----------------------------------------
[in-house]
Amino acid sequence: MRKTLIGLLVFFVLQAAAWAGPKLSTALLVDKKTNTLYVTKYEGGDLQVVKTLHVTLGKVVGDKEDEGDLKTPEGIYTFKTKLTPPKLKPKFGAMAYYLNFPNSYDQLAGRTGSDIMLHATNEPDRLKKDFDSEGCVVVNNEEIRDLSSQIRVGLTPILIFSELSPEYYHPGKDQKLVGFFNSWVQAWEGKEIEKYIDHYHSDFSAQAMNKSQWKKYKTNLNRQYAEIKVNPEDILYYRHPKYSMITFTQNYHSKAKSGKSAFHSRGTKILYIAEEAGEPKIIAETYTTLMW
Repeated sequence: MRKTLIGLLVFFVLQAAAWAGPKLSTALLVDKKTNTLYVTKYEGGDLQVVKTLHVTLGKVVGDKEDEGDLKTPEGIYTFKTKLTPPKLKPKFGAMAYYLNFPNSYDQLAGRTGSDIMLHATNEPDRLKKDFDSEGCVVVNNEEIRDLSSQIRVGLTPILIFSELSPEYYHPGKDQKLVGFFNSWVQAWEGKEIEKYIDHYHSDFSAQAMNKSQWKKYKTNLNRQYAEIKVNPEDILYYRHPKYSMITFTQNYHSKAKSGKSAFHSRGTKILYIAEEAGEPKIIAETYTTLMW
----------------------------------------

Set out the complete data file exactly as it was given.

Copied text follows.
[in-house]
Amino acid sequence: MRKTLIGLLVFFVLQAAAWAGPKLSTALLVDKKTNTLYVTKYEGGDLQVVKTLHVTLGKVVGDKEDEGDLKTPEGIYTFKTKLTPPKLKPKFGAMAYYLNFPNSYDQLAGRTGSDIMLHATNEPDRLKKDFDSEGCVVVNNEEIRDLSSQIRVGLTPILIFSELSPEYYHPGKDQKLVGFFNSWVQAWEGKEIEKYIDHYHSDFSAQAMNKSQWKKYKTNLNRQYAEIKVNPEDILYYRHPKYSMITFTQNYHSKAKSGKSAFHSRGTKILYIAEEAGEPKIIAETYTTLMW
Repeated sequence: MRKTLIGLLVFFVLQAAAWAGPKLSTALLVDKKTNTLYVTKYEGGDLQVVKTLHVTLGKVVGDKEDEGDLKTPEGIYTFKTKLTPPKLKPKFGAMAYYLNFPNSYDQLAGRTGSDIMLHATNEPDRLKKDFDSEGCVVVNNEEIRDLSSQIRVGLTPILIFSELSPEYYHPGKDQKLVGFFNSWVQAWEGKEIEKYIDHYHSDFSAQAMNKSQWKKYKTNLNRQYAEIKVNPEDILYYRHPKYSMITFTQNYHSKAKSGKSAFHSRGTKILYIAEEAGEPKIIAETYTTLMW